With all eight quarterfinal teams cemented, we've still got a few to watch.
The 1-0 win for Spain over Portugal finishes off the Round of 16 matches, and we can expect to see Liverpool's representatives in three of the quarterfinal matches. The losses for England and Slovakia, to Germany (because I know you haven't read anything about that match) and Holland respectively, mean that four Liverpool internationals are now on vacation. The club started with 12 players on duty, an impressive number by any stretch, but now we're down to half that.
Here's who to watch for:
Netherlands v. Brazil, July 2
Dirk Kuyt and the Dutch worked past Slovakia and Martin Skrtel in the Round of 16, and it was a match that Holland never looked like losing. Kuyt again played a full 90 and was largely responsible for Wesley Sneijder's goal---Kuyt calmly headed to himself, controlled, and rolled it into the path of the onrushing Sneijder. Plenty was made of Kuyt's lack of technical ability prior to the start of the tournament, at least in comparison to the other attacking talent in the Dutch side. But, much like his time at Liverpool, he's proven integral to the success of the Oranje and will no doubt find himself with a part to play in the glamor match-up with Brazil in the quarterfinals. One face we won't be seeing is Ryan Babel, despite his assertions that the Dutch will be flying high against the Brazilians. Maybe on FIFA for you, Ryan.
Germany v. Argentina, July 3
Both Javier Mascherano and Maxi Rodriguez were on the pitch for the Argetine's 3-1 victory over Mexico in the Round of 16, with the former playing a full 90 and the latter subbed off in the 87th minute. It wasn't a spectacular effort from either man, or the squad on the whole despite the scoreline. They'll have their work cut out for them against an impressive Germany side, who advanced via a 4-1 dismantling of England. But Germany doesn't have Diego Maradona, who has looked simultaneously like the worst tactician in modern football and the most ingenious manager to grace the touchline. We know we'll likely see both Masch and Maxi in the starting eleven, and we know that Lionel Messi has to score sometime, right?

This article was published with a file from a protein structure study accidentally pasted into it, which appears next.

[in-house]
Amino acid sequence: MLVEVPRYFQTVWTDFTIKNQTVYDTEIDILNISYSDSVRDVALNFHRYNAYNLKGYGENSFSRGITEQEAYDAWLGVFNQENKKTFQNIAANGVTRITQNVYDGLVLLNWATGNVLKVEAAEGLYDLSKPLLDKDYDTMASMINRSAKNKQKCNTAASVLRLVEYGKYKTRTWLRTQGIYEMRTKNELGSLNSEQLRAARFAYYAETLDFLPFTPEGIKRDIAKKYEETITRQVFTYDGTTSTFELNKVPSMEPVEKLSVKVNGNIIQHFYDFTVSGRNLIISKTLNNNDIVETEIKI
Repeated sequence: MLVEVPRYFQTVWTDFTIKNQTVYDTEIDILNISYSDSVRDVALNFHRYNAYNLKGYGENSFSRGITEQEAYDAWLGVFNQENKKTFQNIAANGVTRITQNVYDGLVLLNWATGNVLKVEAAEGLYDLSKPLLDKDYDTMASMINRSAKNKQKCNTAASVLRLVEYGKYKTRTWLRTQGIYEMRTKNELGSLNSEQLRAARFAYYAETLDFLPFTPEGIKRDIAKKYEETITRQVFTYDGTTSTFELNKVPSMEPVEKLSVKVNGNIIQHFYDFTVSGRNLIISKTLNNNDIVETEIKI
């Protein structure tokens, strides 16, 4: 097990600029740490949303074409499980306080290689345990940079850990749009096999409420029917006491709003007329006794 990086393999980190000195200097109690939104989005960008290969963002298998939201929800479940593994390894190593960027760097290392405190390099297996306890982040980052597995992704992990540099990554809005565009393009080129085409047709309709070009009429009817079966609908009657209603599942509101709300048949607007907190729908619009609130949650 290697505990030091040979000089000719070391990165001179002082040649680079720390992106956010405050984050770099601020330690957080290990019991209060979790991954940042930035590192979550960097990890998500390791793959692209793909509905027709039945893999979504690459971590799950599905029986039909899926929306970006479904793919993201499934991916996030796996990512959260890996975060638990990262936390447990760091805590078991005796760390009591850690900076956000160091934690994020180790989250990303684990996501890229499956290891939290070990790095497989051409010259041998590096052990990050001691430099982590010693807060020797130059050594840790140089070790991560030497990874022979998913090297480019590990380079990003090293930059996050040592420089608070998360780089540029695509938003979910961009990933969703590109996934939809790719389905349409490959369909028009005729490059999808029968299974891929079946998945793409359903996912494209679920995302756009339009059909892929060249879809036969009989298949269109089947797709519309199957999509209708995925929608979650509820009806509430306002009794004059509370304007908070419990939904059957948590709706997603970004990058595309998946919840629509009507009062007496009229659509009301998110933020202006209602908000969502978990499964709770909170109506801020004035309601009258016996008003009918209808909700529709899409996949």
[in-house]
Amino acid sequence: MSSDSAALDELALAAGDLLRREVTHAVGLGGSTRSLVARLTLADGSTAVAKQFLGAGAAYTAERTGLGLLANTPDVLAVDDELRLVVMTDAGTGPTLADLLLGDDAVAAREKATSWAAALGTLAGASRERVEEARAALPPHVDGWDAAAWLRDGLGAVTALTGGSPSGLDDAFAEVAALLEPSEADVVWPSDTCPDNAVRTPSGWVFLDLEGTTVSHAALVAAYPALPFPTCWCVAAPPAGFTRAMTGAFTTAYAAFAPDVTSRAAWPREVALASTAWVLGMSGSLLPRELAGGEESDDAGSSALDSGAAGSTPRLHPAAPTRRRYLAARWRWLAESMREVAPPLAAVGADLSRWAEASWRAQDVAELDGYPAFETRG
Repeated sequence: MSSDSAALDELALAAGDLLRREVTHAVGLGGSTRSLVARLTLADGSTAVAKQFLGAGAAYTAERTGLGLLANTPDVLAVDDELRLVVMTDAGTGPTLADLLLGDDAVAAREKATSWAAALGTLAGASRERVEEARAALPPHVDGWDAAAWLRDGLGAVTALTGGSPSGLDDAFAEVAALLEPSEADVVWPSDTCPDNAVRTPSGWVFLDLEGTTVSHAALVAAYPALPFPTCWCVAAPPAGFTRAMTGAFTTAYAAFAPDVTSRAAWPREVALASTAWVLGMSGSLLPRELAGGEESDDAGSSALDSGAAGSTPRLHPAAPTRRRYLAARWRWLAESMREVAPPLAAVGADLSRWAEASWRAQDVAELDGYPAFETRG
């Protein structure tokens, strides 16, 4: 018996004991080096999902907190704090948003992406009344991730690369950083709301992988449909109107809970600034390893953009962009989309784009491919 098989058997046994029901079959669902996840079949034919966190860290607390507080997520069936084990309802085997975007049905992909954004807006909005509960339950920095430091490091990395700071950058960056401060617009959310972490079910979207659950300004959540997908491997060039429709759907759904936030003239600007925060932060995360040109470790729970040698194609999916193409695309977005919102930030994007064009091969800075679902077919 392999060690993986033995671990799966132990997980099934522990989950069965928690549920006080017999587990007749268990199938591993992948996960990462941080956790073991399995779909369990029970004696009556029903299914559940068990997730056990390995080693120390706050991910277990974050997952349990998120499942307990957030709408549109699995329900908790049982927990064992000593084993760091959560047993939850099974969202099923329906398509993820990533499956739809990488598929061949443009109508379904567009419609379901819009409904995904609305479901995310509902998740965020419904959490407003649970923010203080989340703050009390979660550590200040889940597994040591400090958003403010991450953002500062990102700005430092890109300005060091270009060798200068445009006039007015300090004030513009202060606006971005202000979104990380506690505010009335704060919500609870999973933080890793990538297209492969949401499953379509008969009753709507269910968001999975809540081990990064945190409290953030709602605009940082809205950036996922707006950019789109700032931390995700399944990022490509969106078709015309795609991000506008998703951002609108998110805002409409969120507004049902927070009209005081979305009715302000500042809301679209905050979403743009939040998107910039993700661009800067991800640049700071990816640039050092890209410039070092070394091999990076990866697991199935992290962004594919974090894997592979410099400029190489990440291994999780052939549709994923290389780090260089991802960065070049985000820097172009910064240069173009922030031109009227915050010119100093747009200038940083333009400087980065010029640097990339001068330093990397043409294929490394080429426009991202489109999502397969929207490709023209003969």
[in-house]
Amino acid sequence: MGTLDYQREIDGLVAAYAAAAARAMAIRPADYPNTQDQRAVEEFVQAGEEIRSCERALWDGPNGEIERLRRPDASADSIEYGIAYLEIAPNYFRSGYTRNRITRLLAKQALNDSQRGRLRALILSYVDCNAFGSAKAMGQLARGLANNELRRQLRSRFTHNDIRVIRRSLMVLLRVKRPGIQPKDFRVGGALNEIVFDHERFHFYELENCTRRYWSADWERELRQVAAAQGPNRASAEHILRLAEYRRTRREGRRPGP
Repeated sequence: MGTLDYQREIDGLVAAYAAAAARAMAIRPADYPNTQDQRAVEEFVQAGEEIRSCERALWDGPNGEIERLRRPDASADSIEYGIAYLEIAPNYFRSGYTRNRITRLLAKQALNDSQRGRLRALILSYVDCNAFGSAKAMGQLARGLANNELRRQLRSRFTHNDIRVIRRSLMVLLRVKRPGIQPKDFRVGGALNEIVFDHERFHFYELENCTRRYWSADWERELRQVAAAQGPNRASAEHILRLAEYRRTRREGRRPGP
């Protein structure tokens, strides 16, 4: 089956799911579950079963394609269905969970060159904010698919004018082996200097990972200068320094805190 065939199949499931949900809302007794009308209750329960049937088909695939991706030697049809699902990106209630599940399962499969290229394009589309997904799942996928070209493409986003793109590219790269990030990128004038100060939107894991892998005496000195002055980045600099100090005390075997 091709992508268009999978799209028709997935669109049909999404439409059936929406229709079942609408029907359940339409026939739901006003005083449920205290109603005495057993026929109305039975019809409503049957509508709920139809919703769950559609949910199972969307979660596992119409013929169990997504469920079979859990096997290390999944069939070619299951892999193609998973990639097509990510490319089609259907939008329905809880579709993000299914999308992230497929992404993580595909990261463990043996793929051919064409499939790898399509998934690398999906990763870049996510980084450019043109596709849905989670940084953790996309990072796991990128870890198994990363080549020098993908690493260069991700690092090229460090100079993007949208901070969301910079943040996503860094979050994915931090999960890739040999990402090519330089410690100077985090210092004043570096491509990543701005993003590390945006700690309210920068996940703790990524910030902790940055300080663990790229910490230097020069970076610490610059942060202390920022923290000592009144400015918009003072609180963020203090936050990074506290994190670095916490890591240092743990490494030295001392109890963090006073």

Spain v. Paraguay, July 3
As mentioned, Spain advance to the quarterfinals after a somewhat difficult 1-0 win over Portugal. Fernando Torres was subbed off in the 59th minute for Fernando Llorente, and I think it's a clear indication of the impatience that del Bosque is feeling for Liverpool's number 9. On the one hand I can understand it, as the World Cup isn't the time to be nursing someone back to form and fitness. On the other, we've seen time and again that Torres can pop up with a bit of magic despite relative anonymity. But in this Spain side, there's David Villa, Andres Iniesta, etc. etc., and waiting for Torres to find his stride might not be the plan against Paraguay. I expect to see him in some capacity, but I wouldn't be surprised if it's off the bench. We did get to see the shiny dome of Pepe Reina, who was among the frontrunners to meet David Villa after the match winner.
As for actual news about Liverpool, it continues to be few and far between. I've heard just as many rumblings as you about the next manager, and I'm hesitant to bite on the reports in the past few days about the potential announcement of Roy Hodgson. In all honesty, I don't know how to feel about that possibility---he's been fantastic for Fulham and has a wealth of experience in England and on the continent, and by all accounts he's a great player's manager.
But I'm still leery of reports from unnamed sources close to Anfield. The tumultuousness of the 2009-2010 season hasn't completely faded for me, and until there's something concrete I'm not biting. Part of the joy I've felt watching the World Cup has been that it's provided a requiem from the recent disquiet around Liverpool, and while I'm excited to see what the new season brings with it, I also feel a sort of nervousness that I've not felt in my years as a Liverpool supporter.
Anyhow, let's hope we're treated to a fantastic finish to the World Cup, because calm before the storm and all that nonsense.